Have you had similar thoughts? Are you doing NaNoWriMo? Also, sign up for the Blogger Yearbook! Submissions are due by November 16th!



24 comments:

  1. You hit the nail on the head with comparing yourself! The most harmful thing you can do as an artist is to compare your art or journey with someone else. It's the worst! This is definitely something I struggle with A LOT. But pursuing writing in college is WONDERFUL. I just graduated college in May and am astounded at how much I have grown, changed and learned. You will go far! Keep that passion for writing going strong! :)

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    1. It’s amazing how much growth happens in several years! You may be “behind” someone, but the best thing to do is just to focus on your own journey. (And it turns out, the more you focus on your journey and prevent from comparing yourself, the more you’ll improve since all of that time spent fretting will be diverted back to what you love doing). And your a post-college grad, Erin? I had no idea! O.O

      xoxo Abigail Lennah

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  2. Beautiful post, Abby! My brother is pursuing an artistic career via a graphics arts degree. So far, he hasn't gone very far, but he's got that passion that you speak of.

    Catherine
    catherinesrebellingmuse.blogspot.com

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    1. Your brother will certainly go far.

      Also, GRAPHIC ARTS?!?!? Props to your brother. xD

      xoxo Abigail Lennah

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    1. Thanks, Grace Anne. <3

      xoxo Abigail Lennah

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  4. I have been very fortunate to have my family and friends always take my writing seriously. Though I have definitely gotten those "oh so cute. she thinks she'll be an author" looks from strangers. Grr...

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    1. You are incredibly fortunate! It’s annoying that some of my family members don’t even care that I write, however... And, right??? Those looks are the WORST.

      xoxo Abigail Lennah

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  5. This is so lovely. I think art is just as important as any other career, and I agree with you when you say passion makes all the difference. In my personal opinion, I believe that making a living out of photography, writing or any other form of art, is incredibly hard. I don't think many people make it and I wouldn't ever go for it, but that is because I don't have the passion you have, and that's how I know how important being passionate about something and working hard despite all the obstacles is.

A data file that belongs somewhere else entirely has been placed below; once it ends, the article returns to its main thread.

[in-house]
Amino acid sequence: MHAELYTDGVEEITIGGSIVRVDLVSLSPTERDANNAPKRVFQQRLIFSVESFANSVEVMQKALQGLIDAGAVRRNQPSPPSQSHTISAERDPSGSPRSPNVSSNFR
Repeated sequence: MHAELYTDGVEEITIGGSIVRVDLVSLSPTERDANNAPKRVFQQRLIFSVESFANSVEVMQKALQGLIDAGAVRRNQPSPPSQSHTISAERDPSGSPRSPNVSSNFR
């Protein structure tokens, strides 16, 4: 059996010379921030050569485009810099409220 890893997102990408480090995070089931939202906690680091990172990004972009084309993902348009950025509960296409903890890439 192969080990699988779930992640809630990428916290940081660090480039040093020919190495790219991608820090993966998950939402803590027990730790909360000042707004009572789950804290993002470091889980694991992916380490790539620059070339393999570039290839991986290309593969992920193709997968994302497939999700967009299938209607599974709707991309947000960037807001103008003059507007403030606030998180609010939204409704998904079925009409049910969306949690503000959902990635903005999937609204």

Again, absolutely loved this post.

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    1. I agree the same idea for passion incorporates into other facets of occupations, as well. I know for a fact many people are going into fields like engineering and medicine just because they make more money, but money doesn’t guarantee happiness. Some people end up changing majors and that’s just more money going down the loop. Why do something if you’re not interested in it?

      Thank you. ^.^

      xoxo Abigail Lennah

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  6. Such a beautiful post ❤❤ I feel so inspired and encouraged, thank you, Abby.

    I also get so annoyed when other people don't take my writing seriously. This guy once asked me what I wanted to be when I was older, and when I replied "an author", he stared at me and said doubtfully: " Really? You serious? You have to have a big brain for that. Well, good luck."
    I felt so despondent. It wasn't the nicest experience, haha.

    Amy @ A Magical World Of Words

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    1. Of course, Amy.

      “You have to have a big brain for that.” Un, HELLO??? I feel like book bloggers probably have one of the best chances at becoming an author because you notice the trends in books, and you’re able to analyze and critize what’s happening at a very detailed level. From there, you can see what works and doesn’t work for your writing, which makes you SO much better. Don’t let his words get you down, Amy! I honestly believe you will become published some day.

      xoxo Abigail Lennah